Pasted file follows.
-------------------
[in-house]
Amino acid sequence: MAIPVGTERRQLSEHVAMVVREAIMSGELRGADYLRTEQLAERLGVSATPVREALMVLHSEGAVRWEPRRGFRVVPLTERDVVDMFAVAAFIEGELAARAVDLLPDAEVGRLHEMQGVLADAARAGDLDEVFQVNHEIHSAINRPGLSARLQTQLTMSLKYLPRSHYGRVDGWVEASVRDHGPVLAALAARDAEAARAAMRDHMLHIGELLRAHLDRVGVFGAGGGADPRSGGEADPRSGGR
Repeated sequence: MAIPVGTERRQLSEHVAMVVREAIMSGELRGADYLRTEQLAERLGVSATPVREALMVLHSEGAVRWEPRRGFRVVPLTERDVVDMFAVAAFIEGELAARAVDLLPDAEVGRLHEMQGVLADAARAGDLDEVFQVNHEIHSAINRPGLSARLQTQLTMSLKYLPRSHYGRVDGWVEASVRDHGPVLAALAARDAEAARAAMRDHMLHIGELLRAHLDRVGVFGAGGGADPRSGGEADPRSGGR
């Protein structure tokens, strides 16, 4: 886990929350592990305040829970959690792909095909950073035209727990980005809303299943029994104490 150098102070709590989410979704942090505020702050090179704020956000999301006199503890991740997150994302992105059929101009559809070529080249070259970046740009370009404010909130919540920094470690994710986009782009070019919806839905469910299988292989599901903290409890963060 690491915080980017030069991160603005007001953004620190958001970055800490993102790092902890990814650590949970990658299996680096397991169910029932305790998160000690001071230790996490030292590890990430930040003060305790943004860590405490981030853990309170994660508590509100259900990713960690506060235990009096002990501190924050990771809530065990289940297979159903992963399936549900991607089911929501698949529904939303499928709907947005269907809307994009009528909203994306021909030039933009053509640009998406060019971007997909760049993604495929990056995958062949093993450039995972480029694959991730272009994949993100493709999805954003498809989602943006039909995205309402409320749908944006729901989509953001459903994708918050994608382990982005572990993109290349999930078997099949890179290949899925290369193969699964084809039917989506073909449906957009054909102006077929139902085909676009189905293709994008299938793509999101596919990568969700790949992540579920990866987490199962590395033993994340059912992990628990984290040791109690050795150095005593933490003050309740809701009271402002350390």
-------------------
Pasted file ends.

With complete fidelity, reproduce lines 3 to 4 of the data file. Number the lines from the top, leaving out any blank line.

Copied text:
Repeated sequence: MAIPVGTERRQLSEHVAMVVREAIMSGELRGADYLRTEQLAERLGVSATPVREALMVLHSEGAVRWEPRRGFRVVPLTERDVVDMFAVAAFIEGELAARAVDLLPDAEVGRLHEMQGVLADAARAGDLDEVFQVNHEIHSAINRPGLSARLQTQLTMSLKYLPRSHYGRVDGWVEASVRDHGPVLAALAARDAEAARAAMRDHMLHIGELLRAHLDRVGVFGAGGGADPRSGGEADPRSGGR
């Protein structure tokens, strides 16, 4: 886990929350592990305040829970959690792909095909950073035209727990980005809303299943029994104490 150098102070709590989410979704942090505020702050090179704020956000999301006199503890991740997150994302992105059929101009559809070529080249070259970046740009370009404010909130919540920094470690994710986009782009070019919806839905469910299988292989599901903290409890963060 690491915080980017030069991160603005007001953004620190958001970055800490993102790092902890990814650590949970990658299996680096397991169910029932305790998160000690001071230790996490030292590890990430930040003060305790943004860590405490981030853990309170994660508590509100259900990713960690506060235990009096002990501190924050990771809530065990289940297979159903992963399936549900991607089911929501698949529904939303499928709907947005269907809307994009009528909203994306021909030039933009053509640009998406060019971007997909760049993604495929990056995958062949093993450039995972480029694959991730272009994949993100493709999805954003498809989602943006039909995205309402409320749908944006729901989509953001459903994708918050994608382990982005572990993109290349999930078997099949890179290949899925290369193969699964084809039917989506073909449906957009054909102006077929139902085909676009189905293709994008299938793509999101596919990568969700790949992540579920990866987490199962590395033993994340059912992990628990984290040791109690050795150095005593933490003050309740809701009271402002350390």